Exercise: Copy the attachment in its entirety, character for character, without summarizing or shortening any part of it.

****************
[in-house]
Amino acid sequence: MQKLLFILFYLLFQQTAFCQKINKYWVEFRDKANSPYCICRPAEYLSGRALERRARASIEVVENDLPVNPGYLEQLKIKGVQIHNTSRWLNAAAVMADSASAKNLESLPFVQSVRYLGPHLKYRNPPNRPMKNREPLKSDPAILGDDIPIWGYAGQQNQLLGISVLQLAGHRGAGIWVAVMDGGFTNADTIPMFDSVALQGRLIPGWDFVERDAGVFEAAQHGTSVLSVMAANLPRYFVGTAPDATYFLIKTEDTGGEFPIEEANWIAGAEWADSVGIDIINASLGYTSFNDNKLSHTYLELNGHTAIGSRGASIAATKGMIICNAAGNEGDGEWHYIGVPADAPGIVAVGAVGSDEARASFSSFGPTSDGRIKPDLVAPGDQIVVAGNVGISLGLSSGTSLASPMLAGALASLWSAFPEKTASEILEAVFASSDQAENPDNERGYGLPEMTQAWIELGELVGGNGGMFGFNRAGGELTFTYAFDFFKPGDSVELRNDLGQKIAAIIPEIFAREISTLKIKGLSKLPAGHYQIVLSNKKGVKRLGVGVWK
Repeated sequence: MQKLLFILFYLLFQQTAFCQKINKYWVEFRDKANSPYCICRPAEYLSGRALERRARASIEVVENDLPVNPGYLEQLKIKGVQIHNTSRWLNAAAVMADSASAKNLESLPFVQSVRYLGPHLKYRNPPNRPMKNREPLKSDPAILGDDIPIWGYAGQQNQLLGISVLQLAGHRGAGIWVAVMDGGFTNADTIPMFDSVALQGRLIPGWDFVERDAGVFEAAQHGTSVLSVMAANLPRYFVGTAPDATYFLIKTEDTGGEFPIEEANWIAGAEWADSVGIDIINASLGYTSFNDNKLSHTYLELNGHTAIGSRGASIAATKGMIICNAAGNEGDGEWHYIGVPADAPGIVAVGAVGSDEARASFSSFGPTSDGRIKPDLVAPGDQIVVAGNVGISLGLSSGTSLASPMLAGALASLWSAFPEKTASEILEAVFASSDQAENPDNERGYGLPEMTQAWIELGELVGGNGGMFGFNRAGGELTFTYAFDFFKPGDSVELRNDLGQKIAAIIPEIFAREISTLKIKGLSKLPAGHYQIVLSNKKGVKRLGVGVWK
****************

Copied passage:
[in-house]
Amino acid sequence: MQKLLFILFYLLFQQTAFCQKINKYWVEFRDKANSPYCICRPAEYLSGRALERRARASIEVVENDLPVNPGYLEQLKIKGVQIHNTSRWLNAAAVMADSASAKNLESLPFVQSVRYLGPHLKYRNPPNRPMKNREPLKSDPAILGDDIPIWGYAGQQNQLLGISVLQLAGHRGAGIWVAVMDGGFTNADTIPMFDSVALQGRLIPGWDFVERDAGVFEAAQHGTSVLSVMAANLPRYFVGTAPDATYFLIKTEDTGGEFPIEEANWIAGAEWADSVGIDIINASLGYTSFNDNKLSHTYLELNGHTAIGSRGASIAATKGMIICNAAGNEGDGEWHYIGVPADAPGIVAVGAVGSDEARASFSSFGPTSDGRIKPDLVAPGDQIVVAGNVGISLGLSSGTSLASPMLAGALASLWSAFPEKTASEILEAVFASSDQAENPDNERGYGLPEMTQAWIELGELVGGNGGMFGFNRAGGELTFTYAFDFFKPGDSVELRNDLGQKIAAIIPEIFAREISTLKIKGLSKLPAGHYQIVLSNKKGVKRLGVGVWK
Repeated sequence: MQKLLFILFYLLFQQTAFCQKINKYWVEFRDKANSPYCICRPAEYLSGRALERRARASIEVVENDLPVNPGYLEQLKIKGVQIHNTSRWLNAAAVMADSASAKNLESLPFVQSVRYLGPHLKYRNPPNRPMKNREPLKSDPAILGDDIPIWGYAGQQNQLLGISVLQLAGHRGAGIWVAVMDGGFTNADTIPMFDSVALQGRLIPGWDFVERDAGVFEAAQHGTSVLSVMAANLPRYFVGTAPDATYFLIKTEDTGGEFPIEEANWIAGAEWADSVGIDIINASLGYTSFNDNKLSHTYLELNGHTAIGSRGASIAATKGMIICNAAGNEGDGEWHYIGVPADAPGIVAVGAVGSDEARASFSSFGPTSDGRIKPDLVAPGDQIVVAGNVGISLGLSSGTSLASPMLAGALASLWSAFPEKTASEILEAVFASSDQAENPDNERGYGLPEMTQAWIELGELVGGNGGMFGFNRAGGELTFTYAFDFFKPGDSVELRNDLGQKIAAIIPEIFAREISTLKIKGLSKLPAGHYQIVLSNKKGVKRLGVGVWK